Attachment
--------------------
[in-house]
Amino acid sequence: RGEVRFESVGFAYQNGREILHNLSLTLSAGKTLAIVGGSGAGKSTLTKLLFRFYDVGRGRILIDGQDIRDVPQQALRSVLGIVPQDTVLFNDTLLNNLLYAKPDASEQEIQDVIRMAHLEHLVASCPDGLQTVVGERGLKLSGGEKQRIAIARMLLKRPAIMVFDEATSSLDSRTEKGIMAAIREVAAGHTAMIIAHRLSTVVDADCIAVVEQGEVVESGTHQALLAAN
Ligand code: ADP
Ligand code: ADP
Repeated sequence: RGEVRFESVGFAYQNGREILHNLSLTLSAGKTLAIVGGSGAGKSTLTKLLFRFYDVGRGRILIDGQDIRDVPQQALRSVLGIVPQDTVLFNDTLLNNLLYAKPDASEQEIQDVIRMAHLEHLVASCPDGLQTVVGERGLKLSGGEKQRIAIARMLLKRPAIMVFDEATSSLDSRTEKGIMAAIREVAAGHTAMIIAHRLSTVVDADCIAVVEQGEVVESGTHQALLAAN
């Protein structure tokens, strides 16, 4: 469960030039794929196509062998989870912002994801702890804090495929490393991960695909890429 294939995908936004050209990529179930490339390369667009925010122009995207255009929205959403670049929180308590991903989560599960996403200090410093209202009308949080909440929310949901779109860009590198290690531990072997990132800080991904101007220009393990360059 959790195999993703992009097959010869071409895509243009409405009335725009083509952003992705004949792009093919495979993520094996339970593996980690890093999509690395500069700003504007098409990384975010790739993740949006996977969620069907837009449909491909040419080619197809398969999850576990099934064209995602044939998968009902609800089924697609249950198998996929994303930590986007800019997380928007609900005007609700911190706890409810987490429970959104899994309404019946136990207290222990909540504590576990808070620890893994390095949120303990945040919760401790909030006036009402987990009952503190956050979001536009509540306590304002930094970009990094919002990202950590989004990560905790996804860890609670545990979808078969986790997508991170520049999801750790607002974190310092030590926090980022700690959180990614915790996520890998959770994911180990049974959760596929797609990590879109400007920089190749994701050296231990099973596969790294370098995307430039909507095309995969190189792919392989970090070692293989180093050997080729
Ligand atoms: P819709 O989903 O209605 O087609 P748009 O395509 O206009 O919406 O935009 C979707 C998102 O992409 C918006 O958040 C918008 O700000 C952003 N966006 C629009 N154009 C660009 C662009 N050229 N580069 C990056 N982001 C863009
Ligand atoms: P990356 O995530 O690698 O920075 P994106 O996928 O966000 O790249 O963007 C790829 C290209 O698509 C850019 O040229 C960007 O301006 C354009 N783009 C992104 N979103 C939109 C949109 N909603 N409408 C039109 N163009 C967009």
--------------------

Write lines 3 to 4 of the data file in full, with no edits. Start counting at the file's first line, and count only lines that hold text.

Ligand code: ADP
Ligand code: ADP